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Juniper

Juniperis communis

Juniper berries.

Description

A prickly, sprawling evergreen shrub in the Cypress family with short spiky leaves.

Juniper blooms with small yellow flowers, followed by ‘berries’ – actually fleshy cones, that start green but ripen to blue-black.

These are famously used to flavour gin and certain meat dishes particularly game and venison. Used whole they impart a bitter, crunchy bite to savoury dishes. In fact, the word “Gin” derives from either genièvre or jenever – the French and Dutch words for “juniper”

Juniper is dioecious, which means that it is either male or female, unlike most tree species. The form of individual bushes varies from being low and prostrate at the one extreme to cylindrical and conical at the other.

Close up photo of a Juniper berry on a bush

Did you know?

  • Juniper dates back 10,000 years and was one of the first tree species to colonise the UK after the last Ice Age.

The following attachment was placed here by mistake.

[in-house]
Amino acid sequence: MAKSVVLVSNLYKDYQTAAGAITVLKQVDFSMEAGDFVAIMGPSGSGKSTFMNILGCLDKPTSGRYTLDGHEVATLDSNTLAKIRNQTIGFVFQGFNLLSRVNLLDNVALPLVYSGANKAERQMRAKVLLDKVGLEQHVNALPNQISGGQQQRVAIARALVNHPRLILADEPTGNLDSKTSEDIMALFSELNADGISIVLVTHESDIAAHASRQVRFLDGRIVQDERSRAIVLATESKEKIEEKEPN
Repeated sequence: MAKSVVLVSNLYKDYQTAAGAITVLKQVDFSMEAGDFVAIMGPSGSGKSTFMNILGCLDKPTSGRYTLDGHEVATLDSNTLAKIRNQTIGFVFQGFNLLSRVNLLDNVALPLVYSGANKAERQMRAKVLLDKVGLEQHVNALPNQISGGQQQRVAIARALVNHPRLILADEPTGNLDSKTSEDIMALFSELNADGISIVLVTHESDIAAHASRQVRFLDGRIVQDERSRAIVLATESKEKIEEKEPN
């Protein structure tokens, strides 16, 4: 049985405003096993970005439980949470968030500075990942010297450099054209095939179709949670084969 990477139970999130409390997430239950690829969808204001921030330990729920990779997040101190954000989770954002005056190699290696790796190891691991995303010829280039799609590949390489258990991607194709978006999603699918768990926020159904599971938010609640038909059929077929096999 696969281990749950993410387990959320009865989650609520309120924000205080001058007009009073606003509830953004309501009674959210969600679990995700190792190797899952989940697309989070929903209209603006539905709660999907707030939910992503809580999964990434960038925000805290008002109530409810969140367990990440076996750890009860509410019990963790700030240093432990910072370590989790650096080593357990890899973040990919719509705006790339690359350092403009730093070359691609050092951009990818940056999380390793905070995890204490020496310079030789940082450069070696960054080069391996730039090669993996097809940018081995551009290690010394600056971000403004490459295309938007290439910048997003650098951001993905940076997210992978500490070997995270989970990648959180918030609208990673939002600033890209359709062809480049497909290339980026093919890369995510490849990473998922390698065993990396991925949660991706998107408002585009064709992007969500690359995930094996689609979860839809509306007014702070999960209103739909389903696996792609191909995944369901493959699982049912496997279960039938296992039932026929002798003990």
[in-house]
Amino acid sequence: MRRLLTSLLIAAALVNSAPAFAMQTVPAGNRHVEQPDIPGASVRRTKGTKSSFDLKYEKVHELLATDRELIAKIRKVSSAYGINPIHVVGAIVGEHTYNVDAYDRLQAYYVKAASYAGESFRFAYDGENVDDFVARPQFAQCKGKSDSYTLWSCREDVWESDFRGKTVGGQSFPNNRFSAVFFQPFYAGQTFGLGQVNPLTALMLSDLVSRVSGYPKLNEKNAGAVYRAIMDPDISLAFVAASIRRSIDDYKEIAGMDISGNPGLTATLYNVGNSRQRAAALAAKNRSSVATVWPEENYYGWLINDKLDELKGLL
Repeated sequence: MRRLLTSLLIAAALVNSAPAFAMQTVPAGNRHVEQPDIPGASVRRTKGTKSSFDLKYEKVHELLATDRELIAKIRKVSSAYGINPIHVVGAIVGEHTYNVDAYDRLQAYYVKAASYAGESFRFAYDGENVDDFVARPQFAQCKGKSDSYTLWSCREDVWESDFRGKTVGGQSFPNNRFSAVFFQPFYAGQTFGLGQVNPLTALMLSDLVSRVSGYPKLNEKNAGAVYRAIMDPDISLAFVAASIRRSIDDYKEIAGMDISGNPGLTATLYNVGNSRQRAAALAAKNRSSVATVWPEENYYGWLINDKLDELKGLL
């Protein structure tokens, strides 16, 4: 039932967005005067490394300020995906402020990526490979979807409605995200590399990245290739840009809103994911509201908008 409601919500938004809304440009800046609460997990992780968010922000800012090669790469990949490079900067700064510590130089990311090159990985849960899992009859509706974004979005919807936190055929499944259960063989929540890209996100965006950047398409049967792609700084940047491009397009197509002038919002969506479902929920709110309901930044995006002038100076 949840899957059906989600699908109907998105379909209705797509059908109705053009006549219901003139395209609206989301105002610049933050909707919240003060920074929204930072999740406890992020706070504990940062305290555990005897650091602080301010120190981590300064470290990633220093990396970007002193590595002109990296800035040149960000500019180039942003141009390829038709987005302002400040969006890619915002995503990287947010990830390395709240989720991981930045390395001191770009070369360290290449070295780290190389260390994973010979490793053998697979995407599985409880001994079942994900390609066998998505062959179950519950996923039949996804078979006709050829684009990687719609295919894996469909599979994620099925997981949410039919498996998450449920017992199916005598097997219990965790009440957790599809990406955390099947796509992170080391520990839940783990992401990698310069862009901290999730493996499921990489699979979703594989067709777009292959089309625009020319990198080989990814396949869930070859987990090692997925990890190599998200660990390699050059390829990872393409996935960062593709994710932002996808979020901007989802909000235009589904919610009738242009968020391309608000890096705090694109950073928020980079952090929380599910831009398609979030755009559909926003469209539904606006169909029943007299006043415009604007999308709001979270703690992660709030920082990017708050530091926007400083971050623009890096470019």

• Juniper berries are used to flavour gin and have other uses like firewood or as a substitute for barbed wire.
  • Juniper plants take at least seven years to grow and are vulnerable to being eaten by animals.
  • In the 19th century, large tracts of Juniper were harvested for fuel for illicit trade of unlicensed whisky stills
  • It has also been called Bastard killer as the berries were swallowed to procure abortions. Its reputation as an abortifacient has echoes in the Victorian belief that gin (aptly called ‘Mother’s ruin’) was effective for the same purpose.
gloved hand holding juniper berries with the reverse the red blog

What is Plantlife doing?

In the Saving England’s Lowland Juniper project, Plantlife joined forces with landowners, supported by Natural England, to revitalise Juniper across southern England. 48 patches of land at nine sites in Wiltshire and Oxfordshire were scraped back to create a grassland habitat suitable for Juniper to regenerate.

 
Read more

a field of grass field with a variety of flowers in pink, purple, yellow and white

How can I help?

Become a grassland guardian and help restore 10,000 hectares of species-rich grassland by 2030. Donate today.

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